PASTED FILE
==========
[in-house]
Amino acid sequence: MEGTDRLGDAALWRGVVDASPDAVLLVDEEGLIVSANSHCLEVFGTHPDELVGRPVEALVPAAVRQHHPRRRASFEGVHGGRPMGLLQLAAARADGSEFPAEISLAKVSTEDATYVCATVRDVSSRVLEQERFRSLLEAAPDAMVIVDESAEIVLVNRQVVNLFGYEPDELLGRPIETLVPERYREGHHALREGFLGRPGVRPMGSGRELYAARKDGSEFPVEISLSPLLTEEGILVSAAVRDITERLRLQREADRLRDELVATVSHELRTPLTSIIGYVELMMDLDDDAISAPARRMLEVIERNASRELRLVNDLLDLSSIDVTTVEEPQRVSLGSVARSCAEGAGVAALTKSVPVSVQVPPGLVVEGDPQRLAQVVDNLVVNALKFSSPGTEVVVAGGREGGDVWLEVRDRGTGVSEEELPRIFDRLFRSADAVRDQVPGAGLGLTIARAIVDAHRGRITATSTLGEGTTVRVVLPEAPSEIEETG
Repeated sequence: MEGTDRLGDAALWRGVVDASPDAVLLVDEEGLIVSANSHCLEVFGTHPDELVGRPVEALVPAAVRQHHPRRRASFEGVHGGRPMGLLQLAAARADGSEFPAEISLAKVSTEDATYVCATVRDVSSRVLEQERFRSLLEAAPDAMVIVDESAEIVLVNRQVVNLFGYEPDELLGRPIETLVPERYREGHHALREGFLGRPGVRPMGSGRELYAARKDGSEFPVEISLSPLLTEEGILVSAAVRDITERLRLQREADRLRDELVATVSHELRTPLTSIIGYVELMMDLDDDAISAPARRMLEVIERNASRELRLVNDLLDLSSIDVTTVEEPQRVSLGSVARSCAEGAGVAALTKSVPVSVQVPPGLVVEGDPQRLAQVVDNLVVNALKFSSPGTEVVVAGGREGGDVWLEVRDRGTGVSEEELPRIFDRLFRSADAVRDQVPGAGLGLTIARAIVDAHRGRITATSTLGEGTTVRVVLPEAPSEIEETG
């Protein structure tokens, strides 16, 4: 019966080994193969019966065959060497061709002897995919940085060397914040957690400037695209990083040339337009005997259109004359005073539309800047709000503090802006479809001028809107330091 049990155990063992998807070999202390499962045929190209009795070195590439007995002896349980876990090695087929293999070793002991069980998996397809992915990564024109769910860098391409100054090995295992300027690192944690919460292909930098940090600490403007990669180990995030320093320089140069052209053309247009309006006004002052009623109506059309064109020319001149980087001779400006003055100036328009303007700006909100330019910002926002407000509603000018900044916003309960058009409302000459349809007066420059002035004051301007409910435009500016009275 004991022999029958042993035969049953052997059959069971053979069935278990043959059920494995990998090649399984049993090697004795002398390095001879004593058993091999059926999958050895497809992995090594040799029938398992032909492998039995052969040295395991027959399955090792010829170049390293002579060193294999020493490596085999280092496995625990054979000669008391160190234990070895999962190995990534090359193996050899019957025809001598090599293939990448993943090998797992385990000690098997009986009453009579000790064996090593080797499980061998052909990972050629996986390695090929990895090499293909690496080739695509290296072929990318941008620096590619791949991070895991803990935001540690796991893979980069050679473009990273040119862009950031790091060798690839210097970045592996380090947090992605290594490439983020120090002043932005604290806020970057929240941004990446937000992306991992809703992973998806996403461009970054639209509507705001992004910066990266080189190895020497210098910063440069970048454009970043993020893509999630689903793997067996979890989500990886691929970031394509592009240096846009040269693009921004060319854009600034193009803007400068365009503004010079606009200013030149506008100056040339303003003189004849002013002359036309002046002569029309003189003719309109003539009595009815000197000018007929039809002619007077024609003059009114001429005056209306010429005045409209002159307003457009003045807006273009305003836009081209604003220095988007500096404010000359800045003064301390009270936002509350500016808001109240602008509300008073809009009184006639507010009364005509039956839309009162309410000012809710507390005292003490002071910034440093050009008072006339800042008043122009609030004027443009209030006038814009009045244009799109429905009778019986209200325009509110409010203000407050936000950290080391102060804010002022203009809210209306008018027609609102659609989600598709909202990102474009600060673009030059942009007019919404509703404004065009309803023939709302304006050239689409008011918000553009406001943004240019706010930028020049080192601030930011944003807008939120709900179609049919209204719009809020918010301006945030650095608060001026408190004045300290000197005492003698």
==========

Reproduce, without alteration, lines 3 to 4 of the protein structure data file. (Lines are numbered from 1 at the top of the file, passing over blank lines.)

Repeated sequence: MEGTDRLGDAALWRGVVDASPDAVLLVDEEGLIVSANSHCLEVFGTHPDELVGRPVEALVPAAVRQHHPRRRASFEGVHGGRPMGLLQLAAARADGSEFPAEISLAKVSTEDATYVCATVRDVSSRVLEQERFRSLLEAAPDAMVIVDESAEIVLVNRQVVNLFGYEPDELLGRPIETLVPERYREGHHALREGFLGRPGVRPMGSGRELYAARKDGSEFPVEISLSPLLTEEGILVSAAVRDITERLRLQREADRLRDELVATVSHELRTPLTSIIGYVELMMDLDDDAISAPARRMLEVIERNASRELRLVNDLLDLSSIDVTTVEEPQRVSLGSVARSCAEGAGVAALTKSVPVSVQVPPGLVVEGDPQRLAQVVDNLVVNALKFSSPGTEVVVAGGREGGDVWLEVRDRGTGVSEEELPRIFDRLFRSADAVRDQVPGAGLGLTIARAIVDAHRGRITATSTLGEGTTVRVVLPEAPSEIEETG
């Protein structure tokens, strides 16, 4: 019966080994193969019966065959060497061709002897995919940085060397914040957690400037695209990083040339337009005997259109004359005073539309800047709000503090802006479809001028809107330091 049990155990063992998807070999202390499962045929190209009795070195590439007995002896349980876990090695087929293999070793002991069980998996397809992915990564024109769910860098391409100054090995295992300027690192944690919460292909930098940090600490403007990669180990995030320093320089140069052209053309247009309006006004002052009623109506059309064109020319001149980087001779400006003055100036328009303007700006909100330019910002926002407000509603000018900044916003309960058009409302000459349809007066420059002035004051301007409910435009500016009275 004991022999029958042993035969049953052997059959069971053979069935278990043959059920494995990998090649399984049993090697004795002398390095001879004593058993091999059926999958050895497809992995090594040799029938398992032909492998039995052969040295395991027959399955090792010829170049390293002579060193294999020493490596085999280092496995625990054979000669008391160190234990070895999962190995990534090359193996050899019957025809001598090599293939990448993943090998797992385990000690098997009986009453009579000790064996090593080797499980061998052909990972050629996986390695090929990895090499293909690496080739695509290296072929990318941008620096590619791949991070895991803990935001540690796991893979980069050679473009990273040119862009950031790091060798690839210097970045592996380090947090992605290594490439983020120090002043932005604290806020970057929240941004990446937000992306991992809703992973998806996403461009970054639209509507705001992004910066990266080189190895020497210098910063440069970048454009970043993020893509999630689903793997067996979890989500990886691929970031394509592009240096846009040269693009921004060319854009600034193009803007400068365009503004010079606009200013030149506008100056040339303003003189004849002013002359036309002046002569029309003189003719309109003539009595009815000197000018007929039809002619007077024609003059009114001429005056209306010429005045409209002159307003457009003045807006273009305003836009081209604003220095988007500096404010000359800045003064301390009270936002509350500016808001109240602008509300008073809009009184006639507010009364005509039956839309009162309410000012809710507390005292003490002071910034440093050009008072006339800042008043122009609030004027443009209030006038814009009045244009799109429905009778019986209200325009509110409010203000407050936000950290080391102060804010002022203009809210209306008018027609609102659609989600598709909202990102474009600060673009030059942009007019919404509703404004065009309803023939709302304006050239689409008011918000553009406001943004240019706010930028020049080192601030930011944003807008939120709900179609049919209204719009809020918010301006945030650095608060001026408190004045300290000197005492003698």